Moving on to the first vocal track we run into a song titled “Rappers Have Feelings”. The subject of the song is the protagonist apparently impregnated his girlfriend and she is using the child as a means to abuse him after the breakup. I have to admit that the track itself is not bad at all. In fact, I would be comfortable using that instrumental for a pop act provided they were not trying to rap over it. However, ANY other vocals would be better than the guy who’s singing on it right now. The guy singing over it is warbling out some odd interpretation of “You Send Me” by Sam Cooke, but trust me when I tell you that there is no threat of this guy winning over any fans of the original. This track would be kinda cool if it wasn’t for the bizarre vocals featured over the music. These vocals are really strange. I’m not sure that quoting them will be enough to emphasize how truly weird these vocals are, but I will give it the ole OJ stab so you can understand why I feel this way.
“Act three, why can’t you see
I would love to have my own family
It’s takes two to raise a child, I say
You said, “Thanks for my child” then you ran me away
You took the best year from me
To make a swing in the backyard tree
To hold him in my arms, to hear goo, goo, da, da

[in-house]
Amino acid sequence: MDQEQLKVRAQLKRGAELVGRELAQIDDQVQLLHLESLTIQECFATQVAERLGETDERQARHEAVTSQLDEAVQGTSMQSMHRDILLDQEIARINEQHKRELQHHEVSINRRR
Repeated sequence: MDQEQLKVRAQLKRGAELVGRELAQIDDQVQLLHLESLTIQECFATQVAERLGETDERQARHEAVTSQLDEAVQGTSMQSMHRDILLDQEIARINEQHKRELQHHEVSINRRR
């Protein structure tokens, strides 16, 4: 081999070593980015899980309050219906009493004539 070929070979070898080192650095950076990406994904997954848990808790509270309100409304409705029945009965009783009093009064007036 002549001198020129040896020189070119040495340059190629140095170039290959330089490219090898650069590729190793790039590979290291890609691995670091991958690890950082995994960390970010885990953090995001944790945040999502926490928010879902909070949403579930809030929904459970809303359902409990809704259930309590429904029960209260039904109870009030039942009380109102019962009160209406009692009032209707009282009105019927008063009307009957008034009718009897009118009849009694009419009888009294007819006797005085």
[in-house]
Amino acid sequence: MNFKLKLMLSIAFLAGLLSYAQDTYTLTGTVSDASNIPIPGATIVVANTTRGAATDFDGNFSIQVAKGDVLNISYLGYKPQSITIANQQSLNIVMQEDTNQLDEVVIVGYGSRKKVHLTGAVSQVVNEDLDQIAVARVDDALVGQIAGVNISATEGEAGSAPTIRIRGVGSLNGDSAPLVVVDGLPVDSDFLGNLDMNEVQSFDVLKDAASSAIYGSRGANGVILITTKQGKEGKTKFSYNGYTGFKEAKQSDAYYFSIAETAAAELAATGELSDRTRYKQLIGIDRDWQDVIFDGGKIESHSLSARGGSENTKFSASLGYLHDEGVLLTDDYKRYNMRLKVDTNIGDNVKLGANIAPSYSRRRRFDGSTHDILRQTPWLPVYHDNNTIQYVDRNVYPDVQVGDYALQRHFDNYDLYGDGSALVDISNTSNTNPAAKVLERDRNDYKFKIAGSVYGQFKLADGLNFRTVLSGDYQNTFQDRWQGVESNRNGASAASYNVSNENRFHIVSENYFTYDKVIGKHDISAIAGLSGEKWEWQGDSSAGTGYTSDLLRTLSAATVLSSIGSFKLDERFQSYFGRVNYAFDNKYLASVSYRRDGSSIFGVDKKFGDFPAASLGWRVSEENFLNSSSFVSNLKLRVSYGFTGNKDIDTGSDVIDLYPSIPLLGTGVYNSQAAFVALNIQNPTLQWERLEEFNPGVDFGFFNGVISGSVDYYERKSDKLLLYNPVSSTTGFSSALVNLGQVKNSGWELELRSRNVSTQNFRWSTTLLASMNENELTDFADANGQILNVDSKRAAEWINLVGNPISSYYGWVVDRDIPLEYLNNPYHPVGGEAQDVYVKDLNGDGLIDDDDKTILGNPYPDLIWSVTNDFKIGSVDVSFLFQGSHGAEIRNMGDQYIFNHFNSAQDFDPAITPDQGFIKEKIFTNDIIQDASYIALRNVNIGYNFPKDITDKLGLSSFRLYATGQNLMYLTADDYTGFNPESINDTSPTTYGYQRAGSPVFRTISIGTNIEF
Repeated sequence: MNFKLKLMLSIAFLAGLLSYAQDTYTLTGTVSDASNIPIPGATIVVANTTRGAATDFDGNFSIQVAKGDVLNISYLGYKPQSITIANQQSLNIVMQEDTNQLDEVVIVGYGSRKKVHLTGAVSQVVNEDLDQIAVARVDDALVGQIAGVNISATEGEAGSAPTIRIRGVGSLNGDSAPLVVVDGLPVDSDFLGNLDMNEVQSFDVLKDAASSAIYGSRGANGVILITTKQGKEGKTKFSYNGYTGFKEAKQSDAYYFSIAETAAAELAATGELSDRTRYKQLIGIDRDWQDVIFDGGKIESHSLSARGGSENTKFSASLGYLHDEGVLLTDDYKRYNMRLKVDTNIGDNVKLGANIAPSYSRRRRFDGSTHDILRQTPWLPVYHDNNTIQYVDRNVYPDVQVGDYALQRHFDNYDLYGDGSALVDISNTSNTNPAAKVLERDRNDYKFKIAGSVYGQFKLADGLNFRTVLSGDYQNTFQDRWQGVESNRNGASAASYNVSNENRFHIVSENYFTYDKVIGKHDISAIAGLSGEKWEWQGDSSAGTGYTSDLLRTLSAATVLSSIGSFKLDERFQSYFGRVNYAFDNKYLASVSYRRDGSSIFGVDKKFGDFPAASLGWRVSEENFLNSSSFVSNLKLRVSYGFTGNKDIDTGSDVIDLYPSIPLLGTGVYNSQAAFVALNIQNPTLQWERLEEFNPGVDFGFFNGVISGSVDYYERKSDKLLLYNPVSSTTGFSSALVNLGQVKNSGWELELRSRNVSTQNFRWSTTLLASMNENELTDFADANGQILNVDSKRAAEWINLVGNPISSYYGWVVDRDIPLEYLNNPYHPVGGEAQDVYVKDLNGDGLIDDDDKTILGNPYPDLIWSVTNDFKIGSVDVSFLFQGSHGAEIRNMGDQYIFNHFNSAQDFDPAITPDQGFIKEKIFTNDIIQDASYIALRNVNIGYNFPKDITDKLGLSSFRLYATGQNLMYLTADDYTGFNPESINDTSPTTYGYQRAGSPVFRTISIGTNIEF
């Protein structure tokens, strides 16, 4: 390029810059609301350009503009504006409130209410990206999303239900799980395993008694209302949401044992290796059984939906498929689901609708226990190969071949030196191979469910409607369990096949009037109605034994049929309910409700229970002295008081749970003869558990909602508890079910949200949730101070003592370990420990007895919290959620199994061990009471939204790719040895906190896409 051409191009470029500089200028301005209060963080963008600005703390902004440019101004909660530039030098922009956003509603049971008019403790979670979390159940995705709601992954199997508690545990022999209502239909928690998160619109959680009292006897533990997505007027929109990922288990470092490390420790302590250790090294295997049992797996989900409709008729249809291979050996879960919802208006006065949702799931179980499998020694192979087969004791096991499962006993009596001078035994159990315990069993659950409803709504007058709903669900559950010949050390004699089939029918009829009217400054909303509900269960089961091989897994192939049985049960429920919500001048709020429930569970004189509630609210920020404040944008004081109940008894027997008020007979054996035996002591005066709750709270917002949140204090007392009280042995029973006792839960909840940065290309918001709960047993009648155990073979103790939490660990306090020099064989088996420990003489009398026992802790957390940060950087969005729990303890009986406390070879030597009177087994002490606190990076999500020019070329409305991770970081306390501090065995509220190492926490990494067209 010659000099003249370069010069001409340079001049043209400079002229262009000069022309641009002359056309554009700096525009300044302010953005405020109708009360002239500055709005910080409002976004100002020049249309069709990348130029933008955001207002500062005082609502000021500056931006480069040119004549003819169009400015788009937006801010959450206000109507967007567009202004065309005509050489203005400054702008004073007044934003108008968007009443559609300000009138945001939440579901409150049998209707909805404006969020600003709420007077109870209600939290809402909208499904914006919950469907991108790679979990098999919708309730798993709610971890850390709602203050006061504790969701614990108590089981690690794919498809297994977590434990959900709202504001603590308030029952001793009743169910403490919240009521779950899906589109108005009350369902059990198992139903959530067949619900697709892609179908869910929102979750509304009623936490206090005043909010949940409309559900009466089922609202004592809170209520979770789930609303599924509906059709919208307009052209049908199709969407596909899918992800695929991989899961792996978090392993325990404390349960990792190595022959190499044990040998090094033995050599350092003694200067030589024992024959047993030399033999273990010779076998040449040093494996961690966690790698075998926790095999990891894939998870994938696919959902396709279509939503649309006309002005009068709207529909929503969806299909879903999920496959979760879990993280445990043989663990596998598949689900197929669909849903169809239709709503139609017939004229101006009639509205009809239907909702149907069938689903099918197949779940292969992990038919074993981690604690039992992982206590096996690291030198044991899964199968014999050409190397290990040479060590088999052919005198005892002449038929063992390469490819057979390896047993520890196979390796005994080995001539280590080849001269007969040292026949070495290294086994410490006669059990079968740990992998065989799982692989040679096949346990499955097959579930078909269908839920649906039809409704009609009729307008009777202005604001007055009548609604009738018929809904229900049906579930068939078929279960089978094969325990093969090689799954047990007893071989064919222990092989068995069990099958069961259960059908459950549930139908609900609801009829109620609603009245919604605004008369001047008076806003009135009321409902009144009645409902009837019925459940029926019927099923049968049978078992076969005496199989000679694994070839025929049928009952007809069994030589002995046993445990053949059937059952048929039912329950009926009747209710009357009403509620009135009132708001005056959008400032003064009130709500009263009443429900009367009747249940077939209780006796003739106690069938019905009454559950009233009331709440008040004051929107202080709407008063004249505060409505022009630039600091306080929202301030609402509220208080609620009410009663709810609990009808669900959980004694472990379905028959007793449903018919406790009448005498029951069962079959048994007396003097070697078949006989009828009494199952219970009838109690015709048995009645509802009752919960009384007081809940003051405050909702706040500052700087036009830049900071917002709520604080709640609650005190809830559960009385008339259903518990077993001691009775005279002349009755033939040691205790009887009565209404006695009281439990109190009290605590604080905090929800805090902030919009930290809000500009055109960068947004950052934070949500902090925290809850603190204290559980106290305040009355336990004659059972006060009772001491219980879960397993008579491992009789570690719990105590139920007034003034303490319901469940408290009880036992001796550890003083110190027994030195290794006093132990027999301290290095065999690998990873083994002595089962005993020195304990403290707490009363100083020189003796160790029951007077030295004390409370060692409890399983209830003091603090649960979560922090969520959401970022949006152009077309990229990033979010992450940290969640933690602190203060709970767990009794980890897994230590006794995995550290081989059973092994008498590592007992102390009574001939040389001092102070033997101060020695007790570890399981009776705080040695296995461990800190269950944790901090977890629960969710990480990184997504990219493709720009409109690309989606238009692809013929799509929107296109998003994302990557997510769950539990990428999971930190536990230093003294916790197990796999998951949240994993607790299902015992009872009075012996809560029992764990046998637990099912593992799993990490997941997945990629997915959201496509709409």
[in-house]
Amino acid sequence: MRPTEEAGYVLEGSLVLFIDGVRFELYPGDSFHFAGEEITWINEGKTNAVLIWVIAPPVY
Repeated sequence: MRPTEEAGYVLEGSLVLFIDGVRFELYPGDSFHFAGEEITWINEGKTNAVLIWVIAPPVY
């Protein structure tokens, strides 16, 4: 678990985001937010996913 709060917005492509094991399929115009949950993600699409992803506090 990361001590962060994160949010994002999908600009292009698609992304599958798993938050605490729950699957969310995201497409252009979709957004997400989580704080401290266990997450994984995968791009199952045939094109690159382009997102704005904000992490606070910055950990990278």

da, da, da, da, da, poo, poo
To cap it off, the dude in the background keeps singing and the lead rapper begins making “Oooh, Oooh” sounds right before the third verse. The song ends with a brief argument between the rapper and his angry baby mother, while the singer is belting out, “Now, I’m in jail” as the music fades.
Moving on to the second track “So Simple”, a paean to the careless days of youth, we run into a similar situation as the first track. The track is not bad, but the vocals are devoid of any type of energy and presence. The featured rapper comes across like the Fresh Prince, but he does not have the same vocal charisma or stay-on-topic discipline that made Will Smith a pleasure to listen to back in his Jazzy Jeff days. In addition, those strange conversations they keep interrupting these songs with do nothing to create any type of positive replay value. I HAVE to quote some of these lyrics to help you understand what I mean.
“But life goes on, two wrongs don’t equal a right
Or two lefts don’t make it a right
Or two wrongs don’t equal another wrong
Or two lefts don’t make it a wrong
Or two rights don’t make it another left
Or two wrongs don’t make it a uh, uh, uh
Two wrongs don’t make it right, something like that
You know, it’s simple”
I refuse to believe that part of the verse was written.
The next track was the one I thought might have been the one I was looking for. “Call Me on the Telephone” is a rap slow jam of the variety that became mandatory for every rapper after “I Need Love” became a smash hit. Again, the track is actually okay, but these vocalists are breaking my heart. This song follows the same pattern as the previous delivering tepid vocals with strange conversations taking place either in the middle of the song or at the end. The truth is that these songs seem to spend most of their time with these “on the scene” conversation bits that may have been hot if the overall rhyming would have been better. WHO IS THIS GUY SINGING? If you are going to have singers on your track and you want the singing to be taken serious, GET GOOD SINGERS! There is no excuse for half-ass singing when there are so many competent vocalists available.